TH - This is mainly caused by the rise of author-pays open-access publishing. A lot of attention is paid to the moral imperative to make research papers free to all. I have a lot of sympathy for that view, but the accompanying economic shift from readers as customers to authors as customers is just as significant. This is because an author with a particular paper to publish usually has a choice of several different journals and publishers, so can shop around for the best combination of prestige, service and price (or whatever combination of attributes they value). A reader, by contrast, typically has no choice about where they buy a particular piece of content, and if you absolutely need it then the publisher has you over a barrel.
Some people complain that scholarly publishers offer poor value for money, and in some cases the critics have a point. But the answer is not to do away with publishers, which will always be needed in one form or another. Rather, it's to create a more competitive market.
Switching from readers as customers to authors as customers is one way of achieving that aim. The challenge for publishers is to negotiate this transition, which is a rather profound one, and to succeed in the face of increasing competition and customer choice.
JT - You've worn many different hats in your career to date. Do you think multidisciplinary skills and experience is an important factor in building a career in scholarly publishing now?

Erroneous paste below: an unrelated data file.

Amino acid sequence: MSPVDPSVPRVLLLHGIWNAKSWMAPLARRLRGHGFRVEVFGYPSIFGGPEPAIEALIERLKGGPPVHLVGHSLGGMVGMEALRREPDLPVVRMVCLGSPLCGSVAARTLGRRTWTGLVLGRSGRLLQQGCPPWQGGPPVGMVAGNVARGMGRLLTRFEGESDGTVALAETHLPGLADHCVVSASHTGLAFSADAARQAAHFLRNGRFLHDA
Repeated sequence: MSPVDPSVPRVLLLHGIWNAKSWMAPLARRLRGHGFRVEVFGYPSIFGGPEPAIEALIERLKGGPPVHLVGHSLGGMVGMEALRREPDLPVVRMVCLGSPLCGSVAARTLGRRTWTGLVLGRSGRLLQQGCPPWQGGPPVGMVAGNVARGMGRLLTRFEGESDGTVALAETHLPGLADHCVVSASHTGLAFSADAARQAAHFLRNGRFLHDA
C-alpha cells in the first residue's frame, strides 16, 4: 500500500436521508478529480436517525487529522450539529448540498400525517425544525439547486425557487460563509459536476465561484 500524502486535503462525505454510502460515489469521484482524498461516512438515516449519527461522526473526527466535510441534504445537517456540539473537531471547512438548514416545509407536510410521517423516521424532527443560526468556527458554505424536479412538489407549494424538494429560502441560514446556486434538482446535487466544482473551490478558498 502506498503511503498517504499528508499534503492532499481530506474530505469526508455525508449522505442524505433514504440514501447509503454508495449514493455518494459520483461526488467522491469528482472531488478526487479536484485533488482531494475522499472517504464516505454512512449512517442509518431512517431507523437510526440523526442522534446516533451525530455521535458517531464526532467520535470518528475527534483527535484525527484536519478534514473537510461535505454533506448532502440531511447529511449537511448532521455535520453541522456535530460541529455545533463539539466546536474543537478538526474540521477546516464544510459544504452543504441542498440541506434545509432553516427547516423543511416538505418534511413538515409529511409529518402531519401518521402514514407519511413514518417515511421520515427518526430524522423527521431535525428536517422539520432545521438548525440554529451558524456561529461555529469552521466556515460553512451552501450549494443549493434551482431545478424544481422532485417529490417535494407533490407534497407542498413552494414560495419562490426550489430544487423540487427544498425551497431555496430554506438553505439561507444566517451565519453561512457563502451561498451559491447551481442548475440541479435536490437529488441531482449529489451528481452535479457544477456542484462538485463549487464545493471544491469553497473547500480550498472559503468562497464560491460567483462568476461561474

TH - I only have experience of one company (Macmillan), so I find it very hard to generalise. The most I can say is that I think it's been important so far in the my (somewhat unconventional) career. I must say that I hope multidisciplinary skills are important across the industry because it would be a sign that we're up to the challenge of helping to reinvent human communication, and especially scholarly communication. To be honest, though, the technology industry is making the weather on this front right now, and I suspect that one reason publishers find it hard to keep up is that we're still populated by people who have a relatively traditional set of skills and a narrow worldview. I'm generalising massively here, of course, but if you compare tech companies with publishers as a whole then I think it's undeniable. And you can see the results for yourself: the main movers and shakers in publishing -- Amazon, Apple, Google -- aren't (traditional) publishers at all.
JT - Digital Science is owned by Macmillan. Do you think more scholarly publishers should be experimenting with building and then selling technology platforms and services?